What The Batman Can Teach You About Your Creative Career
I saw The Batman last week and it was a masterpiece.
My friend described it well: Part Se7ven, part Batman, and part Oliver Twist because he’s an orphan and after three hours I was still going, “please sir, can I have some more?”
It was a real Detective Comics of a Batman story and a clear departure from all the other big-screen Batmans that have come before.
It made me think of all the different types of Batmen that have been featured throughout the years. From Adam West and Will Arnett making you laugh to Keaton and Pattinson taking you into the dark.
All of those creative people who had the privilege of approaching the character have done it in their own unique way.
Even if some of them have suffered the fate of a thumbs down from the fans (I’m looking at you Mr. Clooney), each movie had a unique, creative spin on it.
It reminds me of something a mentor of mine said when he was talking about succeeding with your creative career.
There are thousands of freelancers, creative artists, and entrepreneurs out there competing for attention so they can make an income. Even if we know we can offer something of true value to the world we see the competition and freeze because “how are we supposed to stand out from the crowd if there are so many people offering what you want to offer?”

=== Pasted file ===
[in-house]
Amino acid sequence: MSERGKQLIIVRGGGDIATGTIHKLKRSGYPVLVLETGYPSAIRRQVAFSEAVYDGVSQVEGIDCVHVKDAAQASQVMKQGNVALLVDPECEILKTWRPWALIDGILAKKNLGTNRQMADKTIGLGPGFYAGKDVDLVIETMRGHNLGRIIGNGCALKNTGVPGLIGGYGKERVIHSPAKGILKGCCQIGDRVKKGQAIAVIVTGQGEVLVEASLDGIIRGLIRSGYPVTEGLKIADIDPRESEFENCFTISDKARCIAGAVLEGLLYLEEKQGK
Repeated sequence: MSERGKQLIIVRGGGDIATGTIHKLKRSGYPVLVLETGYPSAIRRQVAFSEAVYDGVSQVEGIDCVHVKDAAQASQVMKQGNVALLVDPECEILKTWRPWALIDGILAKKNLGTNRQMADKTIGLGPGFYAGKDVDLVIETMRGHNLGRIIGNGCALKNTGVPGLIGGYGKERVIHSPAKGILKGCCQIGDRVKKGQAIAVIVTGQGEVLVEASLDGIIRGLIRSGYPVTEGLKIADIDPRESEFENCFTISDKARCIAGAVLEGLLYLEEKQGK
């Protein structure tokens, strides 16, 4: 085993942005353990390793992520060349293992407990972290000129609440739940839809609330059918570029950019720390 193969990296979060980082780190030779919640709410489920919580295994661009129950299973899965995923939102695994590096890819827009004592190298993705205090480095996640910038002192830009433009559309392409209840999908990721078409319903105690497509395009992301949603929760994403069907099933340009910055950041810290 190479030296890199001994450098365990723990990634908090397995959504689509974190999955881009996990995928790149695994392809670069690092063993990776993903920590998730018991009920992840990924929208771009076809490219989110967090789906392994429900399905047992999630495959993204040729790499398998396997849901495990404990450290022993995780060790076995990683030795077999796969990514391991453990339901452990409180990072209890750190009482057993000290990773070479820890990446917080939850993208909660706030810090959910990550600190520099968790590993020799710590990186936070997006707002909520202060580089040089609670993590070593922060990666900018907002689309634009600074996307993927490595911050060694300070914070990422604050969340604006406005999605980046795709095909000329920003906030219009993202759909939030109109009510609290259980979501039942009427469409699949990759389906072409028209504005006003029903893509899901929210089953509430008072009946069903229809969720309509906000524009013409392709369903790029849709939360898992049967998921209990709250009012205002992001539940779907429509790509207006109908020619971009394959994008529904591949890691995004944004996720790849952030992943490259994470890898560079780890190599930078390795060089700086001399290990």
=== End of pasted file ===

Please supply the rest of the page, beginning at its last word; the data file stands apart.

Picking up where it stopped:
What he stressed, and what I’ll tell you is that everything is a remix (inspired by this video series) and that even if what you want to do has been done before by somebody else, it still hasn’t been done in your unique way.
But unfortunately, we instinctively shoot down our potential just because we see somebody else doing it and then decide that there’s no more room for us.
If that’s you, don’t sell yourself too short too soon. It accomplishes nothing.
If you’re doing something cool and creative, there will have been people before you that have inspired you. Those creatives were also inspired by the people before them, and the constant cycle of creativity added something unique every time.
Like I say in the introduction of my book, You Get What You Give: